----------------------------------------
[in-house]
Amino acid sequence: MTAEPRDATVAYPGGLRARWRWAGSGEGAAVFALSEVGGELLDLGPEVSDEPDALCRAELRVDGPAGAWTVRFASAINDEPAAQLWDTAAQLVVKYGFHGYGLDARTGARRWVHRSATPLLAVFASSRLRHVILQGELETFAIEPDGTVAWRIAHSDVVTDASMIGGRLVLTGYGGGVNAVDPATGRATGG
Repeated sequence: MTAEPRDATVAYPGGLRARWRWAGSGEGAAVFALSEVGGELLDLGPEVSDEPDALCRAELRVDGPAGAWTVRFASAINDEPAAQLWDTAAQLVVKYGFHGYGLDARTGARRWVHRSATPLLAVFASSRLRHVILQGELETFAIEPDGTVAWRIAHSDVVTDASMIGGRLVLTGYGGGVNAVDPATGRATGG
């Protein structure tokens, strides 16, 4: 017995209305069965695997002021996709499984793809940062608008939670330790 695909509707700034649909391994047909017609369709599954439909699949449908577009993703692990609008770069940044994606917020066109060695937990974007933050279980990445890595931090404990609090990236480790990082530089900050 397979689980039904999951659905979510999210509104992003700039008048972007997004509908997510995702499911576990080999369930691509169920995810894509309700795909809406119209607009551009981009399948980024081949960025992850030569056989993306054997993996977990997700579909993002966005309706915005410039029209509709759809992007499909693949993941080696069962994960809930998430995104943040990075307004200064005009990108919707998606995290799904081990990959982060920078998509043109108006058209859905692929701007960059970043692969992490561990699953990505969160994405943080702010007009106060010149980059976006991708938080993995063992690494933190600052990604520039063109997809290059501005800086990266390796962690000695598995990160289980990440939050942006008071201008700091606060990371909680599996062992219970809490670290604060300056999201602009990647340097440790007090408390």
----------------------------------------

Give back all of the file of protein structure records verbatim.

[in-house]
Amino acid sequence: MTAEPRDATVAYPGGLRARWRWAGSGEGAAVFALSEVGGELLDLGPEVSDEPDALCRAELRVDGPAGAWTVRFASAINDEPAAQLWDTAAQLVVKYGFHGYGLDARTGARRWVHRSATPLLAVFASSRLRHVILQGELETFAIEPDGTVAWRIAHSDVVTDASMIGGRLVLTGYGGGVNAVDPATGRATGG
Repeated sequence: MTAEPRDATVAYPGGLRARWRWAGSGEGAAVFALSEVGGELLDLGPEVSDEPDALCRAELRVDGPAGAWTVRFASAINDEPAAQLWDTAAQLVVKYGFHGYGLDARTGARRWVHRSATPLLAVFASSRLRHVILQGELETFAIEPDGTVAWRIAHSDVVTDASMIGGRLVLTGYGGGVNAVDPATGRATGG
């Protein structure tokens, strides 16, 4: 017995209305069965695997002021996709499984793809940062608008939670330790 695909509707700034649909391994047909017609369709599954439909699949449908577009993703692990609008770069940044994606917020066109060695937990974007933050279980990445890595931090404990609090990236480790990082530089900050 397979689980039904999951659905979510999210509104992003700039008048972007997004509908997510995702499911576990080999369930691509169920995810894509309700795909809406119209607009551009981009399948980024081949960025992850030569056989993306054997993996977990997700579909993002966005309706915005410039029209509709759809992007499909693949993941080696069962994960809930998430995104943040990075307004200064005009990108919707998606995290799904081990990959982060920078998509043109108006058209859905692929701007960059970043692969992490561990699953990505969160994405943080702010007009106060010149980059976006991708938080993995063992690494933190600052990604520039063109997809290059501005800086990266390796962690000695598995990160289980990440939050942006008071201008700091606060990371909680599996062992219970809490670290604060300056999201602009990647340097440790007090408390």